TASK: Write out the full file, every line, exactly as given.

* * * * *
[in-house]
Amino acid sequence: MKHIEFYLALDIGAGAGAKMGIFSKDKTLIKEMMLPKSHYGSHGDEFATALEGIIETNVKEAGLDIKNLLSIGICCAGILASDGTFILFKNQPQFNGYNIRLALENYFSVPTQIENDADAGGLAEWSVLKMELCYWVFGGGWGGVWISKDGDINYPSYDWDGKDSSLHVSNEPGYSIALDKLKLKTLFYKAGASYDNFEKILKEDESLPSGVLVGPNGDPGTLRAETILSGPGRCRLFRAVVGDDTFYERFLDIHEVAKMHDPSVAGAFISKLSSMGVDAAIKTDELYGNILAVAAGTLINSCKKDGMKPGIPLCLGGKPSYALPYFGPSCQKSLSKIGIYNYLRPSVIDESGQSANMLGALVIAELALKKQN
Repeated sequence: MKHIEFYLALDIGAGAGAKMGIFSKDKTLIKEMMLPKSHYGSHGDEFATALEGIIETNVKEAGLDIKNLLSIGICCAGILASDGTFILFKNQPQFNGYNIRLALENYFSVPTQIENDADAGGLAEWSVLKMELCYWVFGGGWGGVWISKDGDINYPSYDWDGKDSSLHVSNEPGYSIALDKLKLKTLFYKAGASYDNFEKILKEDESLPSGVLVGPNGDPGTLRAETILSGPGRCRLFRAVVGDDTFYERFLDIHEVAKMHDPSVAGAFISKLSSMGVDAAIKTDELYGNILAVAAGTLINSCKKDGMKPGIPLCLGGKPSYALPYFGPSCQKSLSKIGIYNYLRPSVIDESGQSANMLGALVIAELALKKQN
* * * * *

[in-house]
Amino acid sequence: MKHIEFYLALDIGAGAGAKMGIFSKDKTLIKEMMLPKSHYGSHGDEFATALEGIIETNVKEAGLDIKNLLSIGICCAGILASDGTFILFKNQPQFNGYNIRLALENYFSVPTQIENDADAGGLAEWSVLKMELCYWVFGGGWGGVWISKDGDINYPSYDWDGKDSSLHVSNEPGYSIALDKLKLKTLFYKAGASYDNFEKILKEDESLPSGVLVGPNGDPGTLRAETILSGPGRCRLFRAVVGDDTFYERFLDIHEVAKMHDPSVAGAFISKLSSMGVDAAIKTDELYGNILAVAAGTLINSCKKDGMKPGIPLCLGGKPSYALPYFGPSCQKSLSKIGIYNYLRPSVIDESGQSANMLGALVIAELALKKQN
Repeated sequence: MKHIEFYLALDIGAGAGAKMGIFSKDKTLIKEMMLPKSHYGSHGDEFATALEGIIETNVKEAGLDIKNLLSIGICCAGILASDGTFILFKNQPQFNGYNIRLALENYFSVPTQIENDADAGGLAEWSVLKMELCYWVFGGGWGGVWISKDGDINYPSYDWDGKDSSLHVSNEPGYSIALDKLKLKTLFYKAGASYDNFEKILKEDESLPSGVLVGPNGDPGTLRAETILSGPGRCRLFRAVVGDDTFYERFLDIHEVAKMHDPSVAGAFISKLSSMGVDAAIKTDELYGNILAVAAGTLINSCKKDGMKPGIPLCLGGKPSYALPYFGPSCQKSLSKIGIYNYLRPSVIDESGQSANMLGALVIAELALKKQN